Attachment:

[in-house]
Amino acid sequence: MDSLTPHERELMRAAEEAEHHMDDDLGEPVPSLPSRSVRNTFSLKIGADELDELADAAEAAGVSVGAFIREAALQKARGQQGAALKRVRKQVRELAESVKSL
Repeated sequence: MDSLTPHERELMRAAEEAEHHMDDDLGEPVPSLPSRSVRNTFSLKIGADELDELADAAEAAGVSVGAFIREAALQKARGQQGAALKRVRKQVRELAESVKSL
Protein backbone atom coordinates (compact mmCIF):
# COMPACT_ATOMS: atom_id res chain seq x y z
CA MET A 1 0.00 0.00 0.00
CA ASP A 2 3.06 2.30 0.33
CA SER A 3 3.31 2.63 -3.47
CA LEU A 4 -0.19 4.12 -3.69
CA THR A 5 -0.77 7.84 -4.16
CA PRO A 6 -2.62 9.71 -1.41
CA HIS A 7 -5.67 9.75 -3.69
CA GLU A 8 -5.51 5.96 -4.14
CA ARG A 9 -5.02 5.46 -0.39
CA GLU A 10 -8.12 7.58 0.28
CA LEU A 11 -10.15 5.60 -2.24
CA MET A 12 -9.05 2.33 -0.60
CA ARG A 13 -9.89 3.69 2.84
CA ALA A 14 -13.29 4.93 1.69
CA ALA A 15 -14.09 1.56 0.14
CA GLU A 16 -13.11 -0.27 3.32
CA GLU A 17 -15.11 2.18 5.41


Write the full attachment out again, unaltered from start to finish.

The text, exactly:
[in-house]
Amino acid sequence: MDSLTPHERELMRAAEEAEHHMDDDLGEPVPSLPSRSVRNTFSLKIGADELDELADAAEAAGVSVGAFIREAALQKARGQQGAALKRVRKQVRELAESVKSL
Repeated sequence: MDSLTPHERELMRAAEEAEHHMDDDLGEPVPSLPSRSVRNTFSLKIGADELDELADAAEAAGVSVGAFIREAALQKARGQQGAALKRVRKQVRELAESVKSL
Protein backbone atom coordinates (compact mmCIF):
# COMPACT_ATOMS: atom_id res chain seq x y z
CA MET A 1 0.00 0.00 0.00
CA ASP A 2 3.06 2.30 0.33
CA SER A 3 3.31 2.63 -3.47
CA LEU A 4 -0.19 4.12 -3.69
CA THR A 5 -0.77 7.84 -4.16
CA PRO A 6 -2.62 9.71 -1.41
CA HIS A 7 -5.67 9.75 -3.69
CA GLU A 8 -5.51 5.96 -4.14
CA ARG A 9 -5.02 5.46 -0.39
CA GLU A 10 -8.12 7.58 0.28
CA LEU A 11 -10.15 5.60 -2.24
CA MET A 12 -9.05 2.33 -0.60
CA ARG A 13 -9.89 3.69 2.84
CA ALA A 14 -13.29 4.93 1.69
CA ALA A 15 -14.09 1.56 0.14
CA GLU A 16 -13.11 -0.27 3.32
CA GLU A 17 -15.11 2.18 5.41